Sometimes, it’s just not your day. Other times, it’s totally yours. The Cubs and Pirates probably experienced both of those feelings on April 21, 1991. That was the day the Cubs blew two big leads in Pittsburgh as the Pirates staged the biggest extra-inning comeback in MLB history.
While the game is now considered a classic in Pittsburgh — one of few for the club post-1979 — it started out very ordinary. Some might even say boring. The Buccos and Cubs were scoreless heading into the bottom of the fifth on a cold, dreary Sunday afternoon at Three Rivers Stadium with a combined three hits between them. That’s when Pittsburgh scratched across two runs. The Cubs answered right back with three runs in the top of the sixth. Still a fairly ordinary game.
But things got really interesting.
The Cubs scored four in the top of the eighth to take a 7-2 lead. In those days, before everyone was homer-happy, this was pretty much a guaranteed win. But the Pirates scored four in the bottom of the eighth to trim Chicago’s lead to 7-6, which held into the bottom of the ninth. With the Pirates down to their last out and the tying run a second, pinch-hitter Gary Varsho smacked a double off reliever Dave Smith to knot the game 7-7.
Not much happened for either team in the 10th, but the 11th is what took the game into overdrive.
The Cubs, perhaps determined — and mad after blowing that five-run lead — exploded for five runs in their half of the inning, punctuated by Andre Dawson’s grand slam off Pittsburgh reliever Bob Patterson. It was Dawson’s second of the series.
“The Cubs have put this game away,” bellowed Harry Caray, confident in the 12-7 lead.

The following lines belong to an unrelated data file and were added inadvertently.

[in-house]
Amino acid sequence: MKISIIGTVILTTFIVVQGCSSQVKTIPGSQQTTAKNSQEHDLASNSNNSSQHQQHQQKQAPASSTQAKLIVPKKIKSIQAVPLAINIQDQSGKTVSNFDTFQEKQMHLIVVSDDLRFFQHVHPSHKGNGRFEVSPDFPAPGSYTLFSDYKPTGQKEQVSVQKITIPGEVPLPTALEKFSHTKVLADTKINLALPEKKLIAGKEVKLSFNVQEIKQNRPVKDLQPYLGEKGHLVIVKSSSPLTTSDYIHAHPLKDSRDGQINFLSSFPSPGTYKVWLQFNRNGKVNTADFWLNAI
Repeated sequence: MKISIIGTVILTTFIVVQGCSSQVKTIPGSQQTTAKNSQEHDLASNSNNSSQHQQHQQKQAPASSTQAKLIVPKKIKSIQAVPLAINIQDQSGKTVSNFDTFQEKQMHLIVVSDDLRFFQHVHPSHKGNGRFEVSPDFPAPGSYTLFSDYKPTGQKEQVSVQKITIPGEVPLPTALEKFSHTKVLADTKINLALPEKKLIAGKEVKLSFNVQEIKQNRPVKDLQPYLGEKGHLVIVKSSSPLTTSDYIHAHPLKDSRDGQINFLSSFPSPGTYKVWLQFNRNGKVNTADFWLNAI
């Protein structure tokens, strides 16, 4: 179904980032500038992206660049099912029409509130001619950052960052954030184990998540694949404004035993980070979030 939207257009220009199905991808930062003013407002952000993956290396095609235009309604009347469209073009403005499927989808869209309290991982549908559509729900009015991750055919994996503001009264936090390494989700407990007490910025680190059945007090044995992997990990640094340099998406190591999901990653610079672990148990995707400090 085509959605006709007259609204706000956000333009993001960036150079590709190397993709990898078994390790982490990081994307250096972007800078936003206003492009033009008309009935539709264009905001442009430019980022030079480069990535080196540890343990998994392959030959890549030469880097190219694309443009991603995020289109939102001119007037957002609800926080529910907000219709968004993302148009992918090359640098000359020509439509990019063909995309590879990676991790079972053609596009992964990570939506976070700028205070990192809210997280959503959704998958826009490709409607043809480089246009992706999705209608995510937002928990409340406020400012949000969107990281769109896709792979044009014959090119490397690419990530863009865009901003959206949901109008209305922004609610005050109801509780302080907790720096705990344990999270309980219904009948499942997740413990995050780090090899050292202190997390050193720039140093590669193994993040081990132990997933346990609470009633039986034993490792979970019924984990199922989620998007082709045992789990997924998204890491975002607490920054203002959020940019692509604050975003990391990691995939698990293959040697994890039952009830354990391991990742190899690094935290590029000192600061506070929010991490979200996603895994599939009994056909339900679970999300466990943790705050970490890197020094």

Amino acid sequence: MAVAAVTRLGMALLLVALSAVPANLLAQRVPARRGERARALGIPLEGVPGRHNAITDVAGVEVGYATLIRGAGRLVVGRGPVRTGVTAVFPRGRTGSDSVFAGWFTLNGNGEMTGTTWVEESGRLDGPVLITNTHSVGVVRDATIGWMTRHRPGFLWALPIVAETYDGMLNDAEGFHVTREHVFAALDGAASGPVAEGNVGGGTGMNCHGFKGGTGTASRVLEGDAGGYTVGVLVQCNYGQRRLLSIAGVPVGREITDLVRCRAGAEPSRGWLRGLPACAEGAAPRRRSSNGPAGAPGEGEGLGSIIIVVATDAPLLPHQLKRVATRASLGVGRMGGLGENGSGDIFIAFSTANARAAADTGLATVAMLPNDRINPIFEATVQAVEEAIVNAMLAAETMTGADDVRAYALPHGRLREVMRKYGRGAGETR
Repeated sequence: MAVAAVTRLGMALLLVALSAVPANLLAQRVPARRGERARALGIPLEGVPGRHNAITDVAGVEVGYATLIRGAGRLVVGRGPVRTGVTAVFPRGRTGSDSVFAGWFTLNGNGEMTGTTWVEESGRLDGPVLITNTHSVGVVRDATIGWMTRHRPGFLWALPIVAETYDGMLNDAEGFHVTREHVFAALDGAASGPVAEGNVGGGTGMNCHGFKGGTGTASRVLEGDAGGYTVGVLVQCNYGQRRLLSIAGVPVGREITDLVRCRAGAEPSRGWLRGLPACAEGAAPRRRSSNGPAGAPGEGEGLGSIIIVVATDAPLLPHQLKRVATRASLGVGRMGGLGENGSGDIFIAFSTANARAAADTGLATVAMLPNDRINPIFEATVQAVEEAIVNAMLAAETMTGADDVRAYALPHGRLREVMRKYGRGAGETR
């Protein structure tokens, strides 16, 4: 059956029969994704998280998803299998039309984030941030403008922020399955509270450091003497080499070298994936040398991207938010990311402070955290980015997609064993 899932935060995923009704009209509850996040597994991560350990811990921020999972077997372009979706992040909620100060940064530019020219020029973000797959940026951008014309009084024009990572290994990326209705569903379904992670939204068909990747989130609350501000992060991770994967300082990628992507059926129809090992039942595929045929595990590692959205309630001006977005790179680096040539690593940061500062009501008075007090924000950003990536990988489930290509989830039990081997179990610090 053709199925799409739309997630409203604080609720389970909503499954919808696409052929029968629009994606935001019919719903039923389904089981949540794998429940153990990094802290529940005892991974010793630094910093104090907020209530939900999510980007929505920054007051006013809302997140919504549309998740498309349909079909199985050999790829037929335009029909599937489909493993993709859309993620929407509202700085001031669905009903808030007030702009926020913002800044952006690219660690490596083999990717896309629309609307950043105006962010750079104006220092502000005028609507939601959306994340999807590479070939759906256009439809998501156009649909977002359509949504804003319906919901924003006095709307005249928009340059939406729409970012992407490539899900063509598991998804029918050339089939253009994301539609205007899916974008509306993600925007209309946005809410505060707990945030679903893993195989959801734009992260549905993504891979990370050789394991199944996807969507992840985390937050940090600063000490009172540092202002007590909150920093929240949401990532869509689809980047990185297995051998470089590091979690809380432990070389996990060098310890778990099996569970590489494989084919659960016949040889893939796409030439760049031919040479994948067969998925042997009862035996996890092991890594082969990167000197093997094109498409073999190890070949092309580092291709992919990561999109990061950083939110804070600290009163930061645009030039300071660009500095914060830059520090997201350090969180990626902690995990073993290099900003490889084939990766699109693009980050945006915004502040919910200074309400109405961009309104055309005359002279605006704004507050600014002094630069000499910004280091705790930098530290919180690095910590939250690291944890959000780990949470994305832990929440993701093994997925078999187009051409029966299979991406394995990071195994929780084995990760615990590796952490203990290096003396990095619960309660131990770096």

Not so fast, Harry.
In the bottom of the 11th, the Pirates put their first three batters on base against Cubs righty Heathcliff Slocumb. Not wanting things to get out of hand again, manager Don Zimmer, who was on his way to being fired after just 37 games, went to righty Mike Bielecki to put out the fire. The fire only got hotter.
Bielecki faced six batters and allowed five of them to reach. The painful breakdown:
“The game is over, and the Pirates, in unbelievable fashion, have won another ballgame,” Caray said, before eventually landing on a sad version of his signature “Holy cow!”
The six runs Pittsburgh scored in the 11th was the largest extra-inning comeback in MLB history, later equaled by the Diamondbacks against the Dodgers on Sept. 27, 2011.
A devastating loss for the Cubs. A huge win for the Pirates.
“It was weird,” Bonds, who scored the winning run, told reporters after the game. “Here’s a series when the Hawk (Dawson) hits two grand slams. You do that and you’re supposed to win. That just doesn’t seem right.”
The Cubs were just as perplexed.
“I can’t say enough about today,” Dawson told reporters. “It’s a tough loss. It was a strange game on a strange day. It was cold and miserable and we had been out there for about four hours. You score five runs and they only have one chance to beat you, you figure you’re going to get out of it.”
(Side note: The Cubs always seem to be on the losing end of classic weird games. See also April 17, 1976, and May 17, 1979).
If you’re tired of reading about this game and would rather watch it, here’s a CliffsNotes version that MLB put together a few years ago.
But if you need to kill some time (and let’s be honest, you do) you can watch all three hours on YouTube.
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